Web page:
Secondly, is the investor backing the existing team or anticipating future changes and additions? If the investor is requiring a significant level of sweet equity to be held in reserve, this may set some alarm bells ringing for the incumbent team. Likewise, lengthy vesting periods, capped vesting pre-exit and other draconian leaver provisions may all tell a story of how the investor could be viewing management.
Finally, management are often keen to understand the level of appetite that an investor has for supporting their acquisition strategy, particularly where this is a key component of their overall growth plan. Prescribing a specific quantum of follow-on funding to be available without sweet equity dilution is a powerful way for investors to demonstrate their conviction in backing management’s buy and build programme.
Will Management influence the outcome of the process?
It usually becomes apparent during the transaction how important each bidder believes the CEO to be to the business and to the outcome of the sale process. Investors’ attitude depends not only on their house style but also on their assessment of the deal dynamics:
- size of management’s existing equity holding and level of influence on board and shareholder decision-making;
- perceived importance of the team to current earnings and the business plan e.g. existing client relationships, new client acquisition, product development, strategy, M&A, staff recruitment and retention;
- the scale of the business and the reliance on key individuals; and
- the breadth, depth and length of service of the existing team.
We have seen a huge diversity of approaches to management on the 25 transactions that we have worked on in the year to date. At one end of the spectrum, we have advised on a transaction where a management team found out who their new owner was from the press release and incentives were not discussed until after signing. To the other end, where management had a significant equity stake and were so fundamental to the existing value and future growth of the business that who they wanted as their new investor became the key determinant in the ultimate outcome of the process.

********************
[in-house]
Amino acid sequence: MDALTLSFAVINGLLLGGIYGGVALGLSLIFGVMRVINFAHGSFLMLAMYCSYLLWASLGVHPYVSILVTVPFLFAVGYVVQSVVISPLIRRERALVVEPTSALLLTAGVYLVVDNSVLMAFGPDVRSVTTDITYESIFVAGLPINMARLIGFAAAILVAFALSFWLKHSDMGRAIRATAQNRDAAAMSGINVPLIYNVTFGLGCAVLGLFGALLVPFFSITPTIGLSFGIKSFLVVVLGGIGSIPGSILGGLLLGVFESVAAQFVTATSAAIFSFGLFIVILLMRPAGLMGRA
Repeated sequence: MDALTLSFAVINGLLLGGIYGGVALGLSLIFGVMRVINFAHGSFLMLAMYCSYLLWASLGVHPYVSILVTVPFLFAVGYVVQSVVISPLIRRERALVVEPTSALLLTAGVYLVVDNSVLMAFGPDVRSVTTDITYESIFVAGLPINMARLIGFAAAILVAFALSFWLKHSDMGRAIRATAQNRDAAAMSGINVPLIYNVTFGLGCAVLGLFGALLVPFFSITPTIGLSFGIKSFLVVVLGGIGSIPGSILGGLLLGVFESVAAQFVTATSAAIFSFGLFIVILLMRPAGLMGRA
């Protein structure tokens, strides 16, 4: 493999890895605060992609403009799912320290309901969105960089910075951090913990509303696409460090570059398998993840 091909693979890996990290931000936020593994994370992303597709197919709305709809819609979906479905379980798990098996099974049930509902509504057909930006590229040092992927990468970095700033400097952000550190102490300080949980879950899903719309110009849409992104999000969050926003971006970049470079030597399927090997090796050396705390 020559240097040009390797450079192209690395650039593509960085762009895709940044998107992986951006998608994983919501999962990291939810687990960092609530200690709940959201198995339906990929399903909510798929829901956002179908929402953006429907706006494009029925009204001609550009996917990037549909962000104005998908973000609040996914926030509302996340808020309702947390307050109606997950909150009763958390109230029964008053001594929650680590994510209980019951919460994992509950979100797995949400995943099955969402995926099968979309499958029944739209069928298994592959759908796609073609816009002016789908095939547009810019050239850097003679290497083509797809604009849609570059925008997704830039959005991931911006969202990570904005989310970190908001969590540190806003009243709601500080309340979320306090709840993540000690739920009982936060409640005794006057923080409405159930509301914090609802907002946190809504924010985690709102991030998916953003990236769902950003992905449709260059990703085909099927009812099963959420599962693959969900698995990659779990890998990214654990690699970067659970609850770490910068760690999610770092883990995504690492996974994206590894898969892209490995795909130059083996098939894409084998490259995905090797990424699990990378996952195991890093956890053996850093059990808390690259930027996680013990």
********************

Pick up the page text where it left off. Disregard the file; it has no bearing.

Due diligence shouldn’t just be one-way
There have never been as many funds as there are today looking to invest in well positioned businesses run by strong management teams. This competitiveness is typically reflected both in headline price and also in the attractiveness of terms offered to management. Often, management teams under-estimate their ability during a sale process to influence the decision-making over the outcome of the process. If there’s little to choose from on headline price, vendors often appreciate that deliverability is improved if exclusivity is granted to a buyer who has the strong support of management.
Management teams with the most experience of different funds are typically those who see the benefit of ‘looking beyond the cheque’ and find the time to do their own due diligence on their potential funders. Key considerations are typically: Do they get our business and our sector? Do they listen to us? What contribution will they make? Will I enjoy working with them?
We encourage management teams to take their time with prospective buyers, to get to know the individuals, to not be shy of asking them plenty of questions and to reference them with other management teams they’ve backed in the past, including some with difficult trading histories post investment as well as those that have gone on to achieve great exits. Our experience clearly shows that the management teams who view it as a two-way process and invest time in understanding how the relationship will go, are that much more likely to find themselves with the right investor for the long term.